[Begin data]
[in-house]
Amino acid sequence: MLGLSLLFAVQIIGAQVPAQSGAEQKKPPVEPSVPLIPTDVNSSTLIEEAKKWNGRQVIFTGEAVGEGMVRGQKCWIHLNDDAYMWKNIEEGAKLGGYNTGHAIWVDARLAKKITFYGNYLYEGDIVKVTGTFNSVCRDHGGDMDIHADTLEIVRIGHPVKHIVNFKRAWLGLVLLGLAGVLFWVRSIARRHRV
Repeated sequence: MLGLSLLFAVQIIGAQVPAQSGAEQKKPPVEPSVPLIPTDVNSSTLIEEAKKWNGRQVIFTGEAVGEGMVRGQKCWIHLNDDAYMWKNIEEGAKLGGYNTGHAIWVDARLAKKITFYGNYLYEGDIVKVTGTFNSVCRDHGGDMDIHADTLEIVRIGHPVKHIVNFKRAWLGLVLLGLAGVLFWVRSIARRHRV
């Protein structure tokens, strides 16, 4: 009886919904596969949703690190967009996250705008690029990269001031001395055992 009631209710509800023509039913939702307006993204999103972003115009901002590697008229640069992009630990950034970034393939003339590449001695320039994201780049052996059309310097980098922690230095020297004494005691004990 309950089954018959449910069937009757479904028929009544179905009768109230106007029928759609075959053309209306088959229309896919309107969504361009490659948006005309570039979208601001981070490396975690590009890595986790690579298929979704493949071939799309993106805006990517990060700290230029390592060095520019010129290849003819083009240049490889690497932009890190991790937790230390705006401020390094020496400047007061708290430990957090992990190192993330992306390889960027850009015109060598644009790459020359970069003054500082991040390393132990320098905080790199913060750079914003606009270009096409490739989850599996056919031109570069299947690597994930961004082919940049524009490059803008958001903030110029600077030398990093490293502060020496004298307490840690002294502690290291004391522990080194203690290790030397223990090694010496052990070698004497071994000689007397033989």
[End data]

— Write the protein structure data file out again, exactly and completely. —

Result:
[in-house]
Amino acid sequence: MLGLSLLFAVQIIGAQVPAQSGAEQKKPPVEPSVPLIPTDVNSSTLIEEAKKWNGRQVIFTGEAVGEGMVRGQKCWIHLNDDAYMWKNIEEGAKLGGYNTGHAIWVDARLAKKITFYGNYLYEGDIVKVTGTFNSVCRDHGGDMDIHADTLEIVRIGHPVKHIVNFKRAWLGLVLLGLAGVLFWVRSIARRHRV
Repeated sequence: MLGLSLLFAVQIIGAQVPAQSGAEQKKPPVEPSVPLIPTDVNSSTLIEEAKKWNGRQVIFTGEAVGEGMVRGQKCWIHLNDDAYMWKNIEEGAKLGGYNTGHAIWVDARLAKKITFYGNYLYEGDIVKVTGTFNSVCRDHGGDMDIHADTLEIVRIGHPVKHIVNFKRAWLGLVLLGLAGVLFWVRSIARRHRV
């Protein structure tokens, strides 16, 4: 009886919904596969949703690190967009996250705008690029990269001031001395055992 009631209710509800023509039913939702307006993204999103972003115009901002590697008229640069992009630990950034970034393939003339590449001695320039994201780049052996059309310097980098922690230095020297004494005691004990 309950089954018959449910069937009757479904028929009544179905009768109230106007029928759609075959053309209306088959229309896919309107969504361009490659948006005309570039979208601001981070490396975690590009890595986790690579298929979704493949071939799309993106805006990517990060700290230029390592060095520019010129290849003819083009240049490889690497932009890190991790937790230390705006401020390094020496400047007061708290430990957090992990190192993330992306390889960027850009015109060598644009790459020359970069003054500082991040390393132990320098905080790199913060750079914003606009270009096409490739989850599996056919031109570069299947690597994930961004082919940049524009490059803008958001903030110029600077030398990093490293502060020496004298307490840690002294502690290291004391522990080194203690290790030397223990090694010496052990070698004497071994000689007397033989």